The Antarctic ice crack is almost breaking

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It’s only ten kilometers to the gap on the Antarctic ice sheet to separate and create a giant iceberg, which will be 300 times larger than the sinking of the Titanic.

This slit is now 180 kilometers long and there is already much threat to release a giant iceberg from the Larsen C ice shelf. It is only 10 kilometers that prevent the ice block in eastern Antarctica from breaking. The latest captured images show a significant and growing bifurcation, thus scaring the scientific class.

Since February this year, the length of this crevice on the Larsen C ice shelf had not grown, but now the danger is back to the fork that emerged at one end of the fissure. This one already has a size of about 10 kilometers and are missing another 10 to reach until the end of the opening.
All data collected by the Midas Project scientists from the Universities of Swansea and Aberystwyth, Wales, UK, and the British Antarctic Research Institute leave no doubt. Sooner or later this slit will result in the separation of the ice block which in turn will turn into an iceberg that can reach a size of up to 300 more height and width than what sank the known Titanic.

In January 2017, this fissure was still 20 kilometers away, the separation now seems increasingly imminent and is even advancing at an accelerated pace and much higher than expected by the scientific community.

The images are satellite, since winter does not allow observation with the naked eye and these reveal a ‘snake tongue’. Scientists also believe that this new opening happened due to the fact that the original crack had hit softer ice, which then transferred the pressure to another zone of the iceberg. The researchers do not blame climate change, and even argue that it is a geological phenomenon. This justification is due to the frequent fall of these blocks of ice, these are the result of the internal movements of the planet Earth.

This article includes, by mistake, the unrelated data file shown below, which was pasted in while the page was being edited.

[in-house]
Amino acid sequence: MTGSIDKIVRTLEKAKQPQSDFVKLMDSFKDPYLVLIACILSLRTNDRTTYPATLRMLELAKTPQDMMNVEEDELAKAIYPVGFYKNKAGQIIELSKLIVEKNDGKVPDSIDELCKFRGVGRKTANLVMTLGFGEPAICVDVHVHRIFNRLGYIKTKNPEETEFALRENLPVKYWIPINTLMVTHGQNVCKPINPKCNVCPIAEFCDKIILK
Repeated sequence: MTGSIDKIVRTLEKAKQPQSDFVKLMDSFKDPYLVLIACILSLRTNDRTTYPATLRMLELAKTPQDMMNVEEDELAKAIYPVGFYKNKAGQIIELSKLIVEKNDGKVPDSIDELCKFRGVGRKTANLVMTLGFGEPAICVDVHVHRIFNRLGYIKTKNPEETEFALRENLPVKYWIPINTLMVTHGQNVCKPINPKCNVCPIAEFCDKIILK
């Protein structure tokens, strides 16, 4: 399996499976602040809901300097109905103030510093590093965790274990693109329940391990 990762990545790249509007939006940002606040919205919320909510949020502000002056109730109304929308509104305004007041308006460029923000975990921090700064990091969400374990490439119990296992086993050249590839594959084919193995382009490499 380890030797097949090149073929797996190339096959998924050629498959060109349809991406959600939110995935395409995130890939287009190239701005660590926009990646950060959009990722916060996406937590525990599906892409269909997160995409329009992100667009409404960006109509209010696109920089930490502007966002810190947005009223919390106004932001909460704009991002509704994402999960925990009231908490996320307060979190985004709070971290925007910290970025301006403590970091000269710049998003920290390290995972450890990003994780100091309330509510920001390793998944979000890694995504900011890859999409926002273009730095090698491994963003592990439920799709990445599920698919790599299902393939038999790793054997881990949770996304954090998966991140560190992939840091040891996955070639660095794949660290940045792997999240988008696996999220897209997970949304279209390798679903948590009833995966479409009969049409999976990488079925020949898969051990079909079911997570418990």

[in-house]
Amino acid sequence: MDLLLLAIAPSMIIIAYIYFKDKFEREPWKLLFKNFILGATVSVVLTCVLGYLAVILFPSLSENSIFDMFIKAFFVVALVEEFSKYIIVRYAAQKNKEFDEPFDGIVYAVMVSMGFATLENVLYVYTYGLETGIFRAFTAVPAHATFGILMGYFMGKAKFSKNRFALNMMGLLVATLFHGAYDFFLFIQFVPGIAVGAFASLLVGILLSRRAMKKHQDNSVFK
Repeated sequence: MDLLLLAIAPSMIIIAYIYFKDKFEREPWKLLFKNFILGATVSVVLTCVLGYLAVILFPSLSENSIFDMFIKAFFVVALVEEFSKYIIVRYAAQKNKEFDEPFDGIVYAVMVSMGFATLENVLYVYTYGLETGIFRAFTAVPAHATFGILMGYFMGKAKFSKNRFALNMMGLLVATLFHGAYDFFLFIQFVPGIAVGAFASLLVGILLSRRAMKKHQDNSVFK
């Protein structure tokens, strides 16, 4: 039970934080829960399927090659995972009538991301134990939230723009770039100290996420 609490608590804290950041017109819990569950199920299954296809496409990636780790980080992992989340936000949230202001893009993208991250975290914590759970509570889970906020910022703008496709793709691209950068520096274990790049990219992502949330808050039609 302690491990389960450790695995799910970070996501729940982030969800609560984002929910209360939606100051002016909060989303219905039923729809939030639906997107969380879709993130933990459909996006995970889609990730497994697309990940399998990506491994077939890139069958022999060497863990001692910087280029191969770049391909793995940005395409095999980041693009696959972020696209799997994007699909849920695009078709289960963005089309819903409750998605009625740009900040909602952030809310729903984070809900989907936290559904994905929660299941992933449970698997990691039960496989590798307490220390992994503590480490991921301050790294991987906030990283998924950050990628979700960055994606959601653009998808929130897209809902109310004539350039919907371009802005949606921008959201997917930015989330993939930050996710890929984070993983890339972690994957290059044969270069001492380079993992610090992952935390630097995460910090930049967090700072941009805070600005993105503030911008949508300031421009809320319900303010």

Nevertheless, global warming will also take its share of the blame on the speed this process is taking.

This appearance does not stop worrying the scientific class because the risk of this structure to separate, can interfere in the configuration of the Antarctic landscape. The researchers also point out that the instability of this melting can be aggravated by another recent study, that of the hot wind that is felt on the Peninsula.

The risk of collapse is not a single case, studies show that only in the last decade, platforms Larsen A in 1995 and Larsen B in 2002 also followed the same path, their disintegration resulted in the increase of the average water level from the sea.

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